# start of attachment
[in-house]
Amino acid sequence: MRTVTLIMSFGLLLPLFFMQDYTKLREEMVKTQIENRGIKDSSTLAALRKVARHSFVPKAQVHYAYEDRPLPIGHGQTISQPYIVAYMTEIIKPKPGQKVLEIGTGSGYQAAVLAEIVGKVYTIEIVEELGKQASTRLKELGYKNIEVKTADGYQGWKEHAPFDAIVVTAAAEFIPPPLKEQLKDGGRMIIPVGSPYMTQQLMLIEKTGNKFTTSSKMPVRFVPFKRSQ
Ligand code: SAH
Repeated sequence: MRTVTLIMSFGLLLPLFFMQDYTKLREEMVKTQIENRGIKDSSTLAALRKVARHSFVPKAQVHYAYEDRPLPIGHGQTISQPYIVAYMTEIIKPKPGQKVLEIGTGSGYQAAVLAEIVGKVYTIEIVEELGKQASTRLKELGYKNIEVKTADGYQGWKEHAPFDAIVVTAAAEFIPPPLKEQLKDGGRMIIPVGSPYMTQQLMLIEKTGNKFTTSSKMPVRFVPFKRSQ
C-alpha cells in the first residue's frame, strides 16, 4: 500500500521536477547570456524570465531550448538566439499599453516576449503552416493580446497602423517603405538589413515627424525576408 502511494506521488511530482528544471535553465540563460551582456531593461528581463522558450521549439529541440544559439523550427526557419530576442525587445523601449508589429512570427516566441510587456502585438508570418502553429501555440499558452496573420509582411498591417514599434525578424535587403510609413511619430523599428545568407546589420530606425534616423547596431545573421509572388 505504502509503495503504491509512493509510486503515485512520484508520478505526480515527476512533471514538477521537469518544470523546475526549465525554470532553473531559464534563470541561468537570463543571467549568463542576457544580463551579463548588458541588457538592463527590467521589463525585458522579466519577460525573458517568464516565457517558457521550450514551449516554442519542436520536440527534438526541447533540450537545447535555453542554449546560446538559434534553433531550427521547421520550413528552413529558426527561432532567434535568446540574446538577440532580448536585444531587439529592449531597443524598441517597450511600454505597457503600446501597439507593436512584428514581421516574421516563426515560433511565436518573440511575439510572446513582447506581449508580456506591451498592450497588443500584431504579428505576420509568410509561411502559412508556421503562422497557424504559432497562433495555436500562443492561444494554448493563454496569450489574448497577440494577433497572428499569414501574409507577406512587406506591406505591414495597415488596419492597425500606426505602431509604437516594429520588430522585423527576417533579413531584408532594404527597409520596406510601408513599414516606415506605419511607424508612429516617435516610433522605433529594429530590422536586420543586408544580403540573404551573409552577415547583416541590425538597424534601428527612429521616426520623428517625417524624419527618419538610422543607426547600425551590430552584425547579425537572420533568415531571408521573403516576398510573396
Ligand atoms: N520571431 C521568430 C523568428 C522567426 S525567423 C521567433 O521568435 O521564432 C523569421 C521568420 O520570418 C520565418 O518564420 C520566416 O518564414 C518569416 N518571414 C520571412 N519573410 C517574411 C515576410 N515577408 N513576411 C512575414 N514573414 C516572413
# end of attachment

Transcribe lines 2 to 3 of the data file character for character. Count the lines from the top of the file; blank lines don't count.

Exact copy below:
Amino acid sequence: MRTVTLIMSFGLLLPLFFMQDYTKLREEMVKTQIENRGIKDSSTLAALRKVARHSFVPKAQVHYAYEDRPLPIGHGQTISQPYIVAYMTEIIKPKPGQKVLEIGTGSGYQAAVLAEIVGKVYTIEIVEELGKQASTRLKELGYKNIEVKTADGYQGWKEHAPFDAIVVTAAAEFIPPPLKEQLKDGGRMIIPVGSPYMTQQLMLIEKTGNKFTTSSKMPVRFVPFKRSQ
Ligand code: SAH